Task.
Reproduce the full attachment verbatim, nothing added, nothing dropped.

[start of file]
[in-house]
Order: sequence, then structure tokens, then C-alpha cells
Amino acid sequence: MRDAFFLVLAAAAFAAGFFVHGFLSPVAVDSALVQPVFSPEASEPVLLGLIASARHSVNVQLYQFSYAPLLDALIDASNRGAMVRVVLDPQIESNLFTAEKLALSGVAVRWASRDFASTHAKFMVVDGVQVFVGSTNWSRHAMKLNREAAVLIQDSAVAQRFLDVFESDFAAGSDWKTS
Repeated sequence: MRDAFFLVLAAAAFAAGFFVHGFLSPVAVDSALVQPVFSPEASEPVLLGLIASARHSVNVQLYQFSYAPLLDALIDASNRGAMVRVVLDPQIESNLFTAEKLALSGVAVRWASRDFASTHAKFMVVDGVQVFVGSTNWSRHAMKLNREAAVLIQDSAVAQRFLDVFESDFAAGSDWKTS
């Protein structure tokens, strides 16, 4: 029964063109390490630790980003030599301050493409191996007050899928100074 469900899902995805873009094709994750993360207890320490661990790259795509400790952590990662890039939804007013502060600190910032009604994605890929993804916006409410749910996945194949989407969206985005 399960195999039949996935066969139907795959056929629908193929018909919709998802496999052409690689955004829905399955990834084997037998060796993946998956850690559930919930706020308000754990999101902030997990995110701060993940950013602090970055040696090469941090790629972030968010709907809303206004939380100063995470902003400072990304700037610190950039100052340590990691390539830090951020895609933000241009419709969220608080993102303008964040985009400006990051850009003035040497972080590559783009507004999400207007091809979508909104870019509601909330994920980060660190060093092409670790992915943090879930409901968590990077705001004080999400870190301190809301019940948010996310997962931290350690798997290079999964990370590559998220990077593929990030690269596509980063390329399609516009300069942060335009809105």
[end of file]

[in-house]
Order: sequence, then structure tokens, then C-alpha cells
Amino acid sequence: MRDAFFLVLAAAAFAAGFFVHGFLSPVAVDSALVQPVFSPEASEPVLLGLIASARHSVNVQLYQFSYAPLLDALIDASNRGAMVRVVLDPQIESNLFTAEKLALSGVAVRWASRDFASTHAKFMVVDGVQVFVGSTNWSRHAMKLNREAAVLIQDSAVAQRFLDVFESDFAAGSDWKTS
Repeated sequence: MRDAFFLVLAAAAFAAGFFVHGFLSPVAVDSALVQPVFSPEASEPVLLGLIASARHSVNVQLYQFSYAPLLDALIDASNRGAMVRVVLDPQIESNLFTAEKLALSGVAVRWASRDFASTHAKFMVVDGVQVFVGSTNWSRHAMKLNREAAVLIQDSAVAQRFLDVFESDFAAGSDWKTS
């Protein structure tokens, strides 16, 4: 029964063109390490630790980003030599301050493409191996007050899928100074 469900899902995805873009094709994750993360207890320490661990790259795509400790952590990662890039939804007013502060600190910032009604994605890929993804916006409410749910996945194949989407969206985005 399960195999039949996935066969139907795959056929629908193929018909919709998802496999052409690689955004829905399955990834084997037998060796993946998956850690559930919930706020308000754990999101902030997990995110701060993940950013602090970055040696090469941090790629972030968010709907809303206004939380100063995470902003400072990304700037610190950039100052340590990691390539830090951020895609933000241009419709969220608080993102303008964040985009400006990051850009003035040497972080590559783009507004999400207007091809979508909104870019509601909330994920980060660190060093092409670790992915943090879930409901968590990077705001004080999400870190301190809301019940948010996310997962931290350690798997290079999964990370590559998220990077593929990030690269596509980063390329399609516009300069942060335009809105």